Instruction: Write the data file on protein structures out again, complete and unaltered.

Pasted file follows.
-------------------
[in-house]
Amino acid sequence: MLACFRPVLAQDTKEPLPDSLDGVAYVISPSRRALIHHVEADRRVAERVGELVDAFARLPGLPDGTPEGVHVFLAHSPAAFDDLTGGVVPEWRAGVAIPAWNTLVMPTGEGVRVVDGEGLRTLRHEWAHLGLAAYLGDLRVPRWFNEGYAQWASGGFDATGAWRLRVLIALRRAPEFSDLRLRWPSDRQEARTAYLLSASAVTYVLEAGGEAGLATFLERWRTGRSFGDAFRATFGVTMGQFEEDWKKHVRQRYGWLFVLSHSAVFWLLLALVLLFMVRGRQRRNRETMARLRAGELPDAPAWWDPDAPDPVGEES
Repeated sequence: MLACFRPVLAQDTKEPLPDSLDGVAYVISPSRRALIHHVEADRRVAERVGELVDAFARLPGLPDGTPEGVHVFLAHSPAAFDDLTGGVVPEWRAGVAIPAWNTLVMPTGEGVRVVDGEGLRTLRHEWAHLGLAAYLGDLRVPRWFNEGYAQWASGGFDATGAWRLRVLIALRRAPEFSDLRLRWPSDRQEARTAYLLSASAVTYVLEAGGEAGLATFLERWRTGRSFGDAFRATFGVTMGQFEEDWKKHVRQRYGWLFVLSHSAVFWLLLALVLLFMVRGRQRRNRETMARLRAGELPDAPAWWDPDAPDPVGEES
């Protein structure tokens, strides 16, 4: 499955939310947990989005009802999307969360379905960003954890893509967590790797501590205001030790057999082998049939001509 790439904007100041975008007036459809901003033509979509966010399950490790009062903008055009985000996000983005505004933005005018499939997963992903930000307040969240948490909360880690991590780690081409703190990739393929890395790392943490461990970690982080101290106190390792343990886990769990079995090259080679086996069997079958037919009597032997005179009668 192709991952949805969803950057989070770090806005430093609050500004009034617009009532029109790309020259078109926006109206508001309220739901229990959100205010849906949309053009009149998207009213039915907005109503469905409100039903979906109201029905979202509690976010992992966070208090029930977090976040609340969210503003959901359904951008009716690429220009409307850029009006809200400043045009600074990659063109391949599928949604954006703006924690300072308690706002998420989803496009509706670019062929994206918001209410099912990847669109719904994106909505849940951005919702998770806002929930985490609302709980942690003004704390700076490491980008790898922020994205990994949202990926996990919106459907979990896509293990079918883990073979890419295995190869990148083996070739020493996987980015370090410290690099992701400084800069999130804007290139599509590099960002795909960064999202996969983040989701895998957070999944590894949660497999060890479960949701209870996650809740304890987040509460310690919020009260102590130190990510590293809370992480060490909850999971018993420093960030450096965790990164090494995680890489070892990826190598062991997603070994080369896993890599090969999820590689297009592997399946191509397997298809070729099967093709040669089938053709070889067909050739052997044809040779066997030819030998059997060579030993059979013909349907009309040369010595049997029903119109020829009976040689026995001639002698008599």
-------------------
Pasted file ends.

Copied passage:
[in-house]
Amino acid sequence: MLACFRPVLAQDTKEPLPDSLDGVAYVISPSRRALIHHVEADRRVAERVGELVDAFARLPGLPDGTPEGVHVFLAHSPAAFDDLTGGVVPEWRAGVAIPAWNTLVMPTGEGVRVVDGEGLRTLRHEWAHLGLAAYLGDLRVPRWFNEGYAQWASGGFDATGAWRLRVLIALRRAPEFSDLRLRWPSDRQEARTAYLLSASAVTYVLEAGGEAGLATFLERWRTGRSFGDAFRATFGVTMGQFEEDWKKHVRQRYGWLFVLSHSAVFWLLLALVLLFMVRGRQRRNRETMARLRAGELPDAPAWWDPDAPDPVGEES
Repeated sequence: MLACFRPVLAQDTKEPLPDSLDGVAYVISPSRRALIHHVEADRRVAERVGELVDAFARLPGLPDGTPEGVHVFLAHSPAAFDDLTGGVVPEWRAGVAIPAWNTLVMPTGEGVRVVDGEGLRTLRHEWAHLGLAAYLGDLRVPRWFNEGYAQWASGGFDATGAWRLRVLIALRRAPEFSDLRLRWPSDRQEARTAYLLSASAVTYVLEAGGEAGLATFLERWRTGRSFGDAFRATFGVTMGQFEEDWKKHVRQRYGWLFVLSHSAVFWLLLALVLLFMVRGRQRRNRETMARLRAGELPDAPAWWDPDAPDPVGEES
């Protein structure tokens, strides 16, 4: 499955939310947990989005009802999307969360379905960003954890893509967590790797501590205001030790057999082998049939001509 790439904007100041975008007036459809901003033509979509966010399950490790009062903008055009985000996000983005505004933005005018499939997963992903930000307040969240948490909360880690991590780690081409703190990739393929890395790392943490461990970690982080101290106190390792343990886990769990079995090259080679086996069997079958037919009597032997005179009668 192709991952949805969803950057989070770090806005430093609050500004009034617009009532029109790309020259078109926006109206508001309220739901229990959100205010849906949309053009009149998207009213039915907005109503469905409100039903979906109201029905979202509690976010992992966070208090029930977090976040609340969210503003959901359904951008009716690429220009409307850029009006809200400043045009600074990659063109391949599928949604954006703006924690300072308690706002998420989803496009509706670019062929994206918001209410099912990847669109719904994106909505849940951005919702998770806002929930985490609302709980942690003004704390700076490491980008790898922020994205990994949202990926996990919106459907979990896509293990079918883990073979890419295995190869990148083996070739020493996987980015370090410290690099992701400084800069999130804007290139599509590099960002795909960064999202996969983040989701895998957070999944590894949660497999060890479960949701209870996650809740304890987040509460310690919020009260102590130190990510590293809370992480060490909850999971018993420093960030450096965790990164090494995680890489070892990826190598062991997603070994080369896993890599090969999820590689297009592997399946191509397997298809070729099967093709040669089938053709070889067909050739052997044809040779066997030819030998059997060579030993059979013909349907009309040369010595049997029903119109020829009976040689026995001639002698008599």